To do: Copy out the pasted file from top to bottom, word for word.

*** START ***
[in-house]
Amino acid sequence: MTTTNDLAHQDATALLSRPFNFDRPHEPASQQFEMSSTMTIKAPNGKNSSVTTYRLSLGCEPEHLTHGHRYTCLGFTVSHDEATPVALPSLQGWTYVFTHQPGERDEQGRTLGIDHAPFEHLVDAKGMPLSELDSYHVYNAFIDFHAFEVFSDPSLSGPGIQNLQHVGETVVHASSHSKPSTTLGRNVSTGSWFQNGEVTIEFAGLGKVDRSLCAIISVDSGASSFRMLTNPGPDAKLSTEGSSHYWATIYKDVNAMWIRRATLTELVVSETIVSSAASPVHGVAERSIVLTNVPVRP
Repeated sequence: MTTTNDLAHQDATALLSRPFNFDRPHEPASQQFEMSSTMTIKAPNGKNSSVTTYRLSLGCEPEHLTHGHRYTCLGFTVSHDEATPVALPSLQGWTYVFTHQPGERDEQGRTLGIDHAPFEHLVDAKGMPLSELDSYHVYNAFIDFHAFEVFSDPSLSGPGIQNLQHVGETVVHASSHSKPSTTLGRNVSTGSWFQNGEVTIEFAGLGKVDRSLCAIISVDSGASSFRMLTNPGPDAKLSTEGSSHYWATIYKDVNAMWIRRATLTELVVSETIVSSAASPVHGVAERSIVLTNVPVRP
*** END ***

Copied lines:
[in-house]
Amino acid sequence: MTTTNDLAHQDATALLSRPFNFDRPHEPASQQFEMSSTMTIKAPNGKNSSVTTYRLSLGCEPEHLTHGHRYTCLGFTVSHDEATPVALPSLQGWTYVFTHQPGERDEQGRTLGIDHAPFEHLVDAKGMPLSELDSYHVYNAFIDFHAFEVFSDPSLSGPGIQNLQHVGETVVHASSHSKPSTTLGRNVSTGSWFQNGEVTIEFAGLGKVDRSLCAIISVDSGASSFRMLTNPGPDAKLSTEGSSHYWATIYKDVNAMWIRRATLTELVVSETIVSSAASPVHGVAERSIVLTNVPVRP
Repeated sequence: MTTTNDLAHQDATALLSRPFNFDRPHEPASQQFEMSSTMTIKAPNGKNSSVTTYRLSLGCEPEHLTHGHRYTCLGFTVSHDEATPVALPSLQGWTYVFTHQPGERDEQGRTLGIDHAPFEHLVDAKGMPLSELDSYHVYNAFIDFHAFEVFSDPSLSGPGIQNLQHVGETVVHASSHSKPSTTLGRNVSTGSWFQNGEVTIEFAGLGKVDRSLCAIISVDSGASSFRMLTNPGPDAKLSTEGSSHYWATIYKDVNAMWIRRATLTELVVSETIVSSAASPVHGVAERSIVLTNVPVRP